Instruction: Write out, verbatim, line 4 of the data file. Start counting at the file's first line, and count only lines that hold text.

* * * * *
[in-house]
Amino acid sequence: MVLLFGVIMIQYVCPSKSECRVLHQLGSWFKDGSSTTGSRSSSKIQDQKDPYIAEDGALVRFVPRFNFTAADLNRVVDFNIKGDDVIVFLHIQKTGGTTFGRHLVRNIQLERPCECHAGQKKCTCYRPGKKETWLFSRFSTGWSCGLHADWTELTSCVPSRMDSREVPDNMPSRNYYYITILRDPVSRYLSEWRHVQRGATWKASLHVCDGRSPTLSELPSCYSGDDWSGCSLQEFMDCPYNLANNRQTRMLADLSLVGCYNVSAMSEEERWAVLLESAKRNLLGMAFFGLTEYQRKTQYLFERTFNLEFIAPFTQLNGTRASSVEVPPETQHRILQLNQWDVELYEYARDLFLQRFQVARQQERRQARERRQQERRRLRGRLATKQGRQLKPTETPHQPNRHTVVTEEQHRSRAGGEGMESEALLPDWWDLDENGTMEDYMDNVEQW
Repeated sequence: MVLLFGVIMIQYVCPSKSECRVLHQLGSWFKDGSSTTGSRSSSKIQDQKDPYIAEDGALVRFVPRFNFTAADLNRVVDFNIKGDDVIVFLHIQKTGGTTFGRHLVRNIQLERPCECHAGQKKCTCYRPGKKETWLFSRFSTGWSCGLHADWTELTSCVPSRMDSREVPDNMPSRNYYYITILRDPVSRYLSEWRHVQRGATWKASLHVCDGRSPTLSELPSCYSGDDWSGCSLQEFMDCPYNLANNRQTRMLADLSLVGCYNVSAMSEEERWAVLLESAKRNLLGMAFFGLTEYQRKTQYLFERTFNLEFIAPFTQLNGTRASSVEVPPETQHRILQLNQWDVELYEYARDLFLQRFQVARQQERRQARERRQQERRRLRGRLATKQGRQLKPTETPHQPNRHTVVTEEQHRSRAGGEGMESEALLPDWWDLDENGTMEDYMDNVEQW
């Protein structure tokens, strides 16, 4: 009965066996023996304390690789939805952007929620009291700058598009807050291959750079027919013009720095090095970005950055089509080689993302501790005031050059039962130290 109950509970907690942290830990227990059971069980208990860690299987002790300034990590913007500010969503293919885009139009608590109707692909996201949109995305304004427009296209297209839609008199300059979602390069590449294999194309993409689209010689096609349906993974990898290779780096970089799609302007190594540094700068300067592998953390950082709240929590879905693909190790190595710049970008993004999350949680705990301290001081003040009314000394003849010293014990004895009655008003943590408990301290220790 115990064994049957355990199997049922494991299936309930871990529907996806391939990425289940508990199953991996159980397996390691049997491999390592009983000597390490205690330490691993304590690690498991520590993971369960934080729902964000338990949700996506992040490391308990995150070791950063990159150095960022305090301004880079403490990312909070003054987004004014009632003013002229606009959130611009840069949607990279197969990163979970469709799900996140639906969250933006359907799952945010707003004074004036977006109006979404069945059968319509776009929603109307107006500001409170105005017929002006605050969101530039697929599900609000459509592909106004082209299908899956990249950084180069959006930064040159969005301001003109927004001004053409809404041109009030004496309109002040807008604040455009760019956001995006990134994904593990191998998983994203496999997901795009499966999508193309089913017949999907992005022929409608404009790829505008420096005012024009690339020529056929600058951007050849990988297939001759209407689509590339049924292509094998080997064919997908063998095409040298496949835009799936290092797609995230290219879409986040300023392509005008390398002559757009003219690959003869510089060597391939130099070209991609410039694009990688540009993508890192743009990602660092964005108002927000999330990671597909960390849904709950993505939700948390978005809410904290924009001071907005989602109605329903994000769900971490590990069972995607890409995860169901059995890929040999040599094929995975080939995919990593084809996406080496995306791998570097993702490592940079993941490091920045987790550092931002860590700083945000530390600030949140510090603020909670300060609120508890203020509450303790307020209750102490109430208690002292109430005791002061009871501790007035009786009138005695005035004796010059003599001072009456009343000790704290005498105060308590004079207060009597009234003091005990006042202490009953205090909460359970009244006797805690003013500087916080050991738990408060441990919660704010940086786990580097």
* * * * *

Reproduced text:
């Protein structure tokens, strides 16, 4: 009965066996023996304390690789939805952007929620009291700058598009807050291959750079027919013009720095090095970005950055089509080689993302501790005031050059039962130290 109950509970907690942290830990227990059971069980208990860690299987002790300034990590913007500010969503293919885009139009608590109707692909996201949109995305304004427009296209297209839609008199300059979602390069590449294999194309993409689209010689096609349906993974990898290779780096970089799609302007190594540094700068300067592998953390950082709240929590879905693909190790190595710049970008993004999350949680705990301290001081003040009314000394003849010293014990004895009655008003943590408990301290220790 115990064994049957355990199997049922494991299936309930871990529907996806391939990425289940508990199953991996159980397996390691049997491999390592009983000597390490205690330490691993304590690690498991520590993971369960934080729902964000338990949700996506992040490391308990995150070791950063990159150095960022305090301004880079403490990312909070003054987004004014009632003013002229606009959130611009840069949607990279197969990163979970469709799900996140639906969250933006359907799952945010707003004074004036977006109006979404069945059968319509776009929603109307107006500001409170105005017929002006605050969101530039697929599900609000459509592909106004082209299908899956990249950084180069959006930064040159969005301001003109927004001004053409809404041109009030004496309109002040807008604040455009760019956001995006990134994904593990191998998983994203496999997901795009499966999508193309089913017949999907992005022929409608404009790829505008420096005012024009690339020529056929600058951007050849990988297939001759209407689509590339049924292509094998080997064919997908063998095409040298496949835009799936290092797609995230290219879409986040300023392509005008390398002559757009003219690959003869510089060597391939130099070209991609410039694009990688540009993508890192743009990602660092964005108002927000999330990671597909960390849904709950993505939700948390978005809410904290924009001071907005989602109605329903994000769900971490590990069972995607890409995860169901059995890929040999040599094929995975080939995919990593084809996406080496995306791998570097993702490592940079993941490091920045987790550092931002860590700083945000530390600030949140510090603020909670300060609120508890203020509450303790307020209750102490109430208690002292109430005791002061009871501790007035009786009138005695005035004796010059003599001072009456009343000790704290005498105060308590004079207060009597009234003091005990006042202490009953205090909460359970009244006797805690003013500087916080050991738990408060441990919660704010940086786990580097």